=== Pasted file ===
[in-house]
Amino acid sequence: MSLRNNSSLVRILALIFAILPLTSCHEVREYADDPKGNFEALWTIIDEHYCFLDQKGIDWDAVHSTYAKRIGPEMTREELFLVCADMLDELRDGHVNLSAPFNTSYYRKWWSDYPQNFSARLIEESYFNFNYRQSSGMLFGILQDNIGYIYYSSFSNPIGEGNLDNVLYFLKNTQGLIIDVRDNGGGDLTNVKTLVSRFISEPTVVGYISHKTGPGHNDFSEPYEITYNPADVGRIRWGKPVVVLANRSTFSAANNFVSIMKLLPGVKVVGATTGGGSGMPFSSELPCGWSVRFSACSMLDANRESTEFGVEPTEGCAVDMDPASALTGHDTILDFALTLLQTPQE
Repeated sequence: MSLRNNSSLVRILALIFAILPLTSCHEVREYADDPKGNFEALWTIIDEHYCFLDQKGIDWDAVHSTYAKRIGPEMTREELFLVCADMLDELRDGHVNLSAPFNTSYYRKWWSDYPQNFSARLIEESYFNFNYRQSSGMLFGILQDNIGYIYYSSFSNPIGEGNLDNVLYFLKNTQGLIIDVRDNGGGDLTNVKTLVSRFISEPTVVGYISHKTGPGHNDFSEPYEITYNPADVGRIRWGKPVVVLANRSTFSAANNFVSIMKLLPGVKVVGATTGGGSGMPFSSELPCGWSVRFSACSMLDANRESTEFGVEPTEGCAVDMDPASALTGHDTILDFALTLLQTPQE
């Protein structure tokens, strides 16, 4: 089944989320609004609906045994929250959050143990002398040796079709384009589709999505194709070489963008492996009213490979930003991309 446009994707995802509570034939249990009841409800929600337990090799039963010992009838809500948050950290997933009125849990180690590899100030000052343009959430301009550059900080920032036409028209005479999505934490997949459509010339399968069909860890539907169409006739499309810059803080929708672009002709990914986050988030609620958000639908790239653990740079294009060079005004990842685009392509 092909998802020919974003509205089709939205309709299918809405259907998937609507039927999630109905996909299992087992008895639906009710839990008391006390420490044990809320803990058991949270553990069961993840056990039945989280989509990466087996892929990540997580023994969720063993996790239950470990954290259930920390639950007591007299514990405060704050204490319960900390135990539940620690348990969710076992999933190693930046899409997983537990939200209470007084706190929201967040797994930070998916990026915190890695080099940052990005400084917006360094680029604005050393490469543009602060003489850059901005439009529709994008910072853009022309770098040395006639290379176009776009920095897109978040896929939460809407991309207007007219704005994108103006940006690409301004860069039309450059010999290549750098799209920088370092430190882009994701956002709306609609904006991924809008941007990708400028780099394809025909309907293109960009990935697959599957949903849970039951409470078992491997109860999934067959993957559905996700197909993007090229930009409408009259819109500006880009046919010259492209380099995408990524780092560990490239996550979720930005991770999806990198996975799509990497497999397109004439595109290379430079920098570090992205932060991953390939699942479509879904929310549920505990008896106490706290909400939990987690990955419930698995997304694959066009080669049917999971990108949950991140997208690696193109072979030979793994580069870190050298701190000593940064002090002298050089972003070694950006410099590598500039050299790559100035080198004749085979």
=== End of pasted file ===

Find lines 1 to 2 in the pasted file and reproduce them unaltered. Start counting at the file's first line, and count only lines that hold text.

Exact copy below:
[in-house]
Amino acid sequence: MSLRNNSSLVRILALIFAILPLTSCHEVREYADDPKGNFEALWTIIDEHYCFLDQKGIDWDAVHSTYAKRIGPEMTREELFLVCADMLDELRDGHVNLSAPFNTSYYRKWWSDYPQNFSARLIEESYFNFNYRQSSGMLFGILQDNIGYIYYSSFSNPIGEGNLDNVLYFLKNTQGLIIDVRDNGGGDLTNVKTLVSRFISEPTVVGYISHKTGPGHNDFSEPYEITYNPADVGRIRWGKPVVVLANRSTFSAANNFVSIMKLLPGVKVVGATTGGGSGMPFSSELPCGWSVRFSACSMLDANRESTEFGVEPTEGCAVDMDPASALTGHDTILDFALTLLQTPQE